From 0 to 5-star Microgrids

Every building, office or home is a microgrid.

The question is, how good a microgrid do you want it to be?

Here is a simple 5-star rating for microgrids, an approach for anyone to understand;

You get one star for adding each of the following technologies:

1. Control

2. Generation

3. Electric Vehicle charging

4. Energy Storage

5. Microgrid Islanding functionality

Star Microgrid

A normal 0-star microgrid is a conventional building or home, with no automation or else.

It happens you upgraded your home and installed a smart thermostat for electric heating/cooling? Sigue leyendo

Research article: Asessing Islanding Microgrids

The article we recently published, presents a method to assess the most appropriate microgrid configuration, depending on the costs of grid energy, renewable prices, storage, islanding conditions, etc:

Article Microgrids

Our definition of microgrid includes any network on household or building when including control, generation, storage or islanding capabilities. These microgrids must ask themselves what configuration is their best option, from full utility dependence to off-grid… The thing is: You ARE a microgrid, so what kind of microgrid is best for you to be?

Timer Plug off-grid TICTAC

Image from newkemall on freeimages.com

Actually, to turn every household and every residential, industrial or commercial building into a microgrid, with a Home – Building Energy Management system, with renewable generation (and storage) is the way of implementing the Smart Grid bottom-up and also Democratizing power generation.

It also pushes the system towards net-zero energy buildings which is the way forward pointed out by the EC, for example.

You also wonder what the Grid Independence Cycle is?

Read the article and take a look at Spain, where the menace for a toll on self-consumption and the fact that fixed costs are higher than variable costs may lead the system into the circle, with increasing partial or complete islanding (even with an additional toll, who knows) from the network.

Building the Smart Grid bottom-up

I strongly support the democratization of energy, understood as the access to energy for all and the open participation of the people in the energy market, for example by generating energy for self-consumption or through energy cooperatives. (I already posted on this subject here)

I see energy independence is of less importance. Having energy inter-dependencies with other countries may be positive. As an example, electric grid interconnections, even if they meant energy dependence, are built for increased efficiency and optimized use of generation assets. Increasing the interconnection of France and Spain, would increase competition and efficiency, although it could lead to greater inter-dependence. How about islands interconnections? That makes them dependent on the mainland, but energy less costly, more reliable and allowing greater renewable penetration.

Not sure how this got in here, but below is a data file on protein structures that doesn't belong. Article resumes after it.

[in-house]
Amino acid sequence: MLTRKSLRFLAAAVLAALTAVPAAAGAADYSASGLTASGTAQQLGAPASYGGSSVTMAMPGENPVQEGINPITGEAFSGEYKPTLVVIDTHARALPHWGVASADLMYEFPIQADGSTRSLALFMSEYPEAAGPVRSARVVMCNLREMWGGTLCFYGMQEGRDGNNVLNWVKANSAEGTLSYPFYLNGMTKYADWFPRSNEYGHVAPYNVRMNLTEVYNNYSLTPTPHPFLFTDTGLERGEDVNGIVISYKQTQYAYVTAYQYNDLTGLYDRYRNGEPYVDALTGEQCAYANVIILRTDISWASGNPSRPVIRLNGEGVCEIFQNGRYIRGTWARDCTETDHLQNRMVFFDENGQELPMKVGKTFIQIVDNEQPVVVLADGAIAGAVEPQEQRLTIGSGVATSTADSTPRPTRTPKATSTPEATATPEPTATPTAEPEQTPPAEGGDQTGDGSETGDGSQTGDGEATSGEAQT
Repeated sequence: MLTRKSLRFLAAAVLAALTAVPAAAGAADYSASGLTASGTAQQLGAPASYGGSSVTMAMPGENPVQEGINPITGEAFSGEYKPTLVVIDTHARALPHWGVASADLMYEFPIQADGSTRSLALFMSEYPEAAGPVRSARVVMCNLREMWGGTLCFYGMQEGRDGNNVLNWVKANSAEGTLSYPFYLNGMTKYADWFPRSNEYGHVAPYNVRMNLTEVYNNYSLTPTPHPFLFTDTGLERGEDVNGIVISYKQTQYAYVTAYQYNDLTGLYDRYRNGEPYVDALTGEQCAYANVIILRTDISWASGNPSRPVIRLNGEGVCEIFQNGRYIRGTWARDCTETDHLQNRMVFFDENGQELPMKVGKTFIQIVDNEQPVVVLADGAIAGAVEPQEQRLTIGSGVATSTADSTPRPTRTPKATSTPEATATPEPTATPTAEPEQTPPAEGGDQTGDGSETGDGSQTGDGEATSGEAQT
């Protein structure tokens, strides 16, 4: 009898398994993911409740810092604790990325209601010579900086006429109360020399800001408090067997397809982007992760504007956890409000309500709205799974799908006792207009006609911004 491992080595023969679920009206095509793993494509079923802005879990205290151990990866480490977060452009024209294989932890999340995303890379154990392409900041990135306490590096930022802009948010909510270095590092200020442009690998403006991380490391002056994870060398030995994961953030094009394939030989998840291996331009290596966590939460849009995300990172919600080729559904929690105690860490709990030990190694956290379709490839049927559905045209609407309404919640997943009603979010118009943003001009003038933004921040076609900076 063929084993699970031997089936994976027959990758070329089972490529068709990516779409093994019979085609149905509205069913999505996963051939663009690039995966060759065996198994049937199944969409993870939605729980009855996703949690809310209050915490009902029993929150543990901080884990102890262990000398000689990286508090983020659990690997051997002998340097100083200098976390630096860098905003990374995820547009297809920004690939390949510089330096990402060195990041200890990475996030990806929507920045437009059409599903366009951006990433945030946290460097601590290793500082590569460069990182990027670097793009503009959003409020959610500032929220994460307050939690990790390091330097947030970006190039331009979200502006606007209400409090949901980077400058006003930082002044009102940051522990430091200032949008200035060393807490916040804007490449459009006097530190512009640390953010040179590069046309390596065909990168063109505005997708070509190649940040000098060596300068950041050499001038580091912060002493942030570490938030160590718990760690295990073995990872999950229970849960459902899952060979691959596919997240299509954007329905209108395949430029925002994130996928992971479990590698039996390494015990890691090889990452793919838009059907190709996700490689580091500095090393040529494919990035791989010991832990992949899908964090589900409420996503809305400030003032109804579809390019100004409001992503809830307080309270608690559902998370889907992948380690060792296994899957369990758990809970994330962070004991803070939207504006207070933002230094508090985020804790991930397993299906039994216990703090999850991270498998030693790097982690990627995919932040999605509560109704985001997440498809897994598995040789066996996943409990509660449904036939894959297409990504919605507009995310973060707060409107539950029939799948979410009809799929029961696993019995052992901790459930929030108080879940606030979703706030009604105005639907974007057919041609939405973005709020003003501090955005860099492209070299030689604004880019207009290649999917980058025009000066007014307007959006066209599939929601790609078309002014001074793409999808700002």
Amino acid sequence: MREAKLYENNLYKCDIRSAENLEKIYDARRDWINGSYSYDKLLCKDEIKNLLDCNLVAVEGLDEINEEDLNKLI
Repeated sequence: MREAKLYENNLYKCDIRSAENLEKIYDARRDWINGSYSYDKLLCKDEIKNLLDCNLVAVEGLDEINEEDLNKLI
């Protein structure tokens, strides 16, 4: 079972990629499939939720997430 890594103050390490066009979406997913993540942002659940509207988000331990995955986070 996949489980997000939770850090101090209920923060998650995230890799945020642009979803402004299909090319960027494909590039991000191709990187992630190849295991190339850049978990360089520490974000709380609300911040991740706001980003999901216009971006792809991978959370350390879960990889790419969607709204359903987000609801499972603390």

Democratization gives an additional momentum to any change, with this I mean, once some technology market is democratized, accessible to all, and each individual can invest in it, the speed of it’s implementation and development is exponential. An example that anyone can understand is the development of apps for mobile devices.

In the energy industry, the democratization of power generation is mainly due to solar power. Germany has built more than 30 GW of solar power plants, thanks to individuals and cooperatives, not concentrated by traditional big utilities and concentrated power plants, now more decentralized.

Ulm church bottom up (tallest church in the world, built by the citizens of Ulm), by Szeder László (Own work) [GFDL (http://www.gnu.org/copyleft/fdl.html) or CC-BY-SA-4.0-3.0-2.5-2.0-1.0 (http://creativecommons.org/licenses/by-sa/4.0-3.0-2.5-2.0-1.0)], via Wikimedia Commons

Ulm church bottom up (tallest church in the world, built by the citizens of Ulm), by Szeder László (Own work) [GFDL (http://www.gnu.org/copyleft/fdl.html) or CC-BY-SA-4.0-3.0-2.5-2.0-1.0 (http://creativecommons.org/licenses/by-sa/4.0-3.0-2.5-2.0-1.0)%5D, via Wikimedia Commons

On this subject I wrote an article for Energética s.XXI on their international publication July-August. Individuals not only can have important effects on the grid, they have also have the responsibility to act with sustainability and energy efficiency.

Smart grids have brought the prosumer, as part of a more democratized system where the consumer can also be a producer of energy and participate in the energy market. Building rehabilitation, making homes prosumer microgrids increases the efficiency, the reliability, the sustainability, the security of supply and is also has a very good return on investment. (An example I also wrote about is the V2H business case, part of these home microgrids)

A widespread implementation of smart homes as microgrids would build a smart grid, from the bottom up, from where the energy is consumed, but with effects on the whole grid and energy landscape.